Edinburgh owners pitch for 2014 Ryder Cup windfall by putting homes up for rent

Ian Poulter, left,  and Justin Rose celebrate victory in the Ryder Cup
Ian Poulter, left, and Justin Rose celebrate victory in the Ryder Cup
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CAPITAL homeowners are looking to cash in on the stunning success of Europe in the Ryder Cup by renting out their homes when the event comes to Scotland.

The 2014 contest, at Gleneagles, will see the Europeans defend the trophy after coming back from 10-6 down to claim a historic victory on Sunday.

The: Inverleith Place house will cost �4000 a week

The: Inverleith Place house will cost �4000 a week

The thrilling final day’s action – coupled with the unexpected nature of Europe’s win – has sparked huge interest in the 2014 event, with experts predicting Scotland could now see a £100 million boost to the economy as a result.

It will be the first time in 40 years the famous competition has been held in Scotland, and while the city is not exactly close to the Perthshire course, it hasn’t stopped residents looking to cash in.

Already one property in the city has started advertising its availability for the tournament – at a cost of £4000 a week.

The four-bedroom property in Inverleith Place currently available advertises itself as being just “a pitching wedge” distance from bus routes to Waverley, which will get golf fans to Gleneagles in around an hour.

City properties are also expected to get a boost from next year’s Open Championship at Muirfield, which will bring another influx of golfers to the area. Already dozens of properties in East Lothian have started advertising, with some charging as much as £2000 a day over the course of the event.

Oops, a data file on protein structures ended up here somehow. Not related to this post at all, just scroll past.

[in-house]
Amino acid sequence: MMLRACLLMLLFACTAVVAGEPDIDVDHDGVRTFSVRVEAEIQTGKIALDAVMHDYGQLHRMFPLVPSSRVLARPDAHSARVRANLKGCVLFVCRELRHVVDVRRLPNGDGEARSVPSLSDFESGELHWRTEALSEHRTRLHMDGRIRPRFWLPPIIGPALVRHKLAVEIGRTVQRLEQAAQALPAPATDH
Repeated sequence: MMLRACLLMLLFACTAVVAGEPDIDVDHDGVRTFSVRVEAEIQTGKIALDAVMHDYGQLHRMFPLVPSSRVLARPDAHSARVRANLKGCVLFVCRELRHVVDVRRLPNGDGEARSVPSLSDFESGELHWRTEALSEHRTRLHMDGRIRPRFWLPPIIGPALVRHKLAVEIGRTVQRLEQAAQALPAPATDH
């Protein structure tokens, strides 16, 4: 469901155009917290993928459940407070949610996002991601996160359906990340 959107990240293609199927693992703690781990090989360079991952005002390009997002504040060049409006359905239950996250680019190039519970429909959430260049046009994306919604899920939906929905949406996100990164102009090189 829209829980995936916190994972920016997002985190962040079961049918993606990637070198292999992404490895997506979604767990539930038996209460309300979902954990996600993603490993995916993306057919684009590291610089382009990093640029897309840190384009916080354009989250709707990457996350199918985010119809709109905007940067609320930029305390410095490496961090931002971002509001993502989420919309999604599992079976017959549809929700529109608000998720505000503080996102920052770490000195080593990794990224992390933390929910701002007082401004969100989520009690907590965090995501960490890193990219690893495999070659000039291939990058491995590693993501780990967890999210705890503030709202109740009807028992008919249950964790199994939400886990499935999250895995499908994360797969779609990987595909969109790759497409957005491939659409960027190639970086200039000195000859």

Property experts said they expected more homeowners to come forward for both The Open and the Ryder Cup as the events got closer, but warned people not to expect to make a fortune in rent.

David Marshall, a business analyst with the ESPC, said the Ryder Cup was likely to have a similar impact on rents as the Fringe, meaning people can make a little more.

“You would expect in the same way as happens during the Fringe that the average rents over the short term will rise slightly due to an influx of tourists,” he said.

“However, historically the evidence tends to be that people overestimate what they might be able to get for the rental of their property, so the impact may not be as great as people may expect.

“For example, before the Olympics there were some astronomical rental prices being bandied about, but these very much tend to be the exception or really just a bit of wishful thinking.

“It will have a positive impact on rents, but not as much as people may think.

“Some people may consider timing their holiday at the same time as the golfing events so they can rent out their vacant property, but we would urge them to have a realistic expectation of what they can make.”

More than 250,000 spectators are expected to visit Gleneagles for the Ryder Cup.

Dr Mike Cantlay, chairman of VisitScotland, said: “The £100m boost the 2014 Ryder Cup will bring to the Scottish economy is obviously fantastic, but we are working hard to make sure that Scottish golf and Scottish tourism will benefit from this magnificent tournament for years to come.

“There is no doubt 2014 will be a year unlike anything we’ve ever seen in Scotland, with the Commonwealth Games and the Ryder Cup.”